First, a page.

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News & Music Contributors
Dianne Reeves on Piano Jazz
Originally published on Fri May 13, 2011 12:29 pm
This Piano Jazz episode from 1999 features one of today's preeminent jazz singers. Dianne Reeves brings her rhythmic virtuosity to a sparkling set of standards, including duets with host Marian McPartland on "Close Enough for Love" and "Softly, As in a Morning Sunrise."
Reeves was born in Detroit to a family full of musicians — her father was a singer, her mother played trumpet, an uncle played bass for the Colorado Symphony and her cousin is pianist, composer and arranger George Duke. She began studying piano at an early age and recalls singing ever since she can remember. Jazz music, particularly the work of Sarah Vaughan, resonates in Reeves' childhood musical memories.
At 16, Reeves began singing with her local high-school jazz band. The group won a competition that eventually led to a feature performance at the National Association of Jazz Educators. It was there that trumpeter Clark Terry first noticed Reeves' abilities and took her under his wing, encouraging her to pursue a career as a singer. She was invited on several occasions to sit in with Terry's All-Star group, which gave her the opportunity to sing with jazz legends such as Tommy Flanagan, Jimmy Rowles and Louis Bellson.
After attending the University of Colorado for a year, Reeves took off for Los Angeles to pursue her singing career full-time. Though the mid-'70s marked a low point commercially for traditional jazz, Reeves found success in L.A.'s studio scene. She also struck up a fruitful relationship with a budding jazz pianist named Billy Childs. The two worked together for several years in a fusion-style outfit called Night Flight, an environment that encouraged both artists to experiment and grow musically.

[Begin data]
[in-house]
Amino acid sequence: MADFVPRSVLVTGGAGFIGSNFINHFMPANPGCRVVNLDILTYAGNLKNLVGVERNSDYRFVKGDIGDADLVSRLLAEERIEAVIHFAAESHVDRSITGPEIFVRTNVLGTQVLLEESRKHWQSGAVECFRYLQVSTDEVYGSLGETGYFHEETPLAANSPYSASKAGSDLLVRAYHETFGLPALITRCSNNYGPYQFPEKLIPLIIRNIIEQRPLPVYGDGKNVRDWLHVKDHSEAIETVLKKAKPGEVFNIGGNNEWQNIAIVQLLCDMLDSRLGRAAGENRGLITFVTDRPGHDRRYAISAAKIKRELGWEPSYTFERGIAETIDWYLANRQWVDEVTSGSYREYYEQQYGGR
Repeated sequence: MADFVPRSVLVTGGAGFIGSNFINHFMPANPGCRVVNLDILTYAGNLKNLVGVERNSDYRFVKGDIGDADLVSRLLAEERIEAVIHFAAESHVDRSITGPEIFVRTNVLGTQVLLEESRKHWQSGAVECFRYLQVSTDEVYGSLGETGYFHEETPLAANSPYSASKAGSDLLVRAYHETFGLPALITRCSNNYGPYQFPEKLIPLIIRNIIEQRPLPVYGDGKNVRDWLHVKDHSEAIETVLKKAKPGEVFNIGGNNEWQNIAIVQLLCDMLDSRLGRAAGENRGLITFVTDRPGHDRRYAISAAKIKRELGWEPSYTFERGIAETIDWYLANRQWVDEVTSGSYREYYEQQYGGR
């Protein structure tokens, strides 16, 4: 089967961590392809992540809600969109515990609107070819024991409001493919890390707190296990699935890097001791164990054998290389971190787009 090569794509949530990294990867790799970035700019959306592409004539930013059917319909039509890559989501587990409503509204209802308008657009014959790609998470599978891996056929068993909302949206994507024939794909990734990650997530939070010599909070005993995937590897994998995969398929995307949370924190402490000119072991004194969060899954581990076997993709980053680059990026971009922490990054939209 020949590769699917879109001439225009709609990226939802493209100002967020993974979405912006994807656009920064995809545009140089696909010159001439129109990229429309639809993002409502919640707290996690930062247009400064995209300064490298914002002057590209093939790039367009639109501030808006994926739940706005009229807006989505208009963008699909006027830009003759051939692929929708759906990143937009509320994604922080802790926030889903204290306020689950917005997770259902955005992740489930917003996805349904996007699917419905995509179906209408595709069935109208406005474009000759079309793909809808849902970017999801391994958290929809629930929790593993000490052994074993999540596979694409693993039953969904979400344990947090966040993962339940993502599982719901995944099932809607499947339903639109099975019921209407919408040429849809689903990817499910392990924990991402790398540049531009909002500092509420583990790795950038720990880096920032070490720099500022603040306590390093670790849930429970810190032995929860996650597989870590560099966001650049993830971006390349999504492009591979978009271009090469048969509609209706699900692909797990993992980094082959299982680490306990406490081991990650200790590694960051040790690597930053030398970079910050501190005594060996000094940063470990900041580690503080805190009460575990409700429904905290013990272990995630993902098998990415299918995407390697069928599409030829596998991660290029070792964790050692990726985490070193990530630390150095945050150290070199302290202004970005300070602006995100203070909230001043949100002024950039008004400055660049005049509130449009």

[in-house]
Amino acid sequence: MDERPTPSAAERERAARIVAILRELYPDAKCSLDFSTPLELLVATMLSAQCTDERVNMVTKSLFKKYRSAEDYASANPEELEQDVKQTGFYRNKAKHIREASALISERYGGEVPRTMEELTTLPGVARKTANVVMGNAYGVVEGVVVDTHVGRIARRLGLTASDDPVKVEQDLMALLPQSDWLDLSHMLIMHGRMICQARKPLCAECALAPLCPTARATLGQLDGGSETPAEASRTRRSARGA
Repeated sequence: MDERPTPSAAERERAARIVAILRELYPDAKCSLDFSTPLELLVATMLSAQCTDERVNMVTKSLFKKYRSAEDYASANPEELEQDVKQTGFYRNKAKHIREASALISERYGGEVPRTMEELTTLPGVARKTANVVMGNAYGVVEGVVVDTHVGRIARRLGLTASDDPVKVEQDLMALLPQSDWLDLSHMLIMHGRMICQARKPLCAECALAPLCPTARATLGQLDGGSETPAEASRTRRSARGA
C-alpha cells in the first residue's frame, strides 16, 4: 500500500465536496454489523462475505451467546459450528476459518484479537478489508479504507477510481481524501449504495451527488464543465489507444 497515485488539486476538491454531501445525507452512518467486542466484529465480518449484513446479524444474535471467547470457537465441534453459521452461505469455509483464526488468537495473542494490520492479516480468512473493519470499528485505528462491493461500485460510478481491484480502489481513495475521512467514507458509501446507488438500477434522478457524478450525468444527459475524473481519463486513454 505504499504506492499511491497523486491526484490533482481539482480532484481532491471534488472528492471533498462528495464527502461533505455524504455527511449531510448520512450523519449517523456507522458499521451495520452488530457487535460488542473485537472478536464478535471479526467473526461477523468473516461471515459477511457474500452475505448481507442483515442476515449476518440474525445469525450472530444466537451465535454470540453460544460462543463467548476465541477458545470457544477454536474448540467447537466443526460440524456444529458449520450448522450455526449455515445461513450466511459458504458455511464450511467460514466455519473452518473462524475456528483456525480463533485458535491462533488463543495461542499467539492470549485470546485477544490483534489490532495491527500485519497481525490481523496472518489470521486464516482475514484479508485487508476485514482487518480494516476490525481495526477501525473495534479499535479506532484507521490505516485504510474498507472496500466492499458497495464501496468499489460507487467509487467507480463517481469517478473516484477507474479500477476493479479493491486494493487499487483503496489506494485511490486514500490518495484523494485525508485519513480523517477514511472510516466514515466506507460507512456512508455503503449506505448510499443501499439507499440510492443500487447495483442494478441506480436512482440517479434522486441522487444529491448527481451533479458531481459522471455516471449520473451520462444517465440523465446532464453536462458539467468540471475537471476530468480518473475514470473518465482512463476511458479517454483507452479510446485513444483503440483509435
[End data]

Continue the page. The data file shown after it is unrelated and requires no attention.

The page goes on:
Reeves was introduced to a wider audience following an international tour with Sergio Mendes in 1981. A year later, she released her first album, Welcome My Love. This was followed by 1985's For Every Heart. In 1987, she released her third album, Dianne Reeves, the first vocal album on the newly revived Blue Note label. Throughout the 1990s, Reeves continued releasing albums on Blue Note, three of which received Grammy nominations.
In 2000, Reeves released In The Moment – Live in Concert, which won a Grammy for Best Jazz Vocal Performance. Her subsequent two releases, 2001's The Calling and 2003's A Little Moonlight, also won Grammys for Best Jazz Vocal Performance. In yet another Grammy-winning performance, Reeves also appeared on the soundtrack for the film Good Night and Good Luck.
Reeves' latest project is When You Know, a collection of love songs including The Temptations' "Just My Imagination," Minnie Ripperton's "Loving You" and the Reeves original "Today Will Be a Good Day."
Originally recorded Nov. 19, 1998. Originally broadcast May 4, 1999. Copyright 2011 National Public Radio. To see more, visit http://www.npr.org/.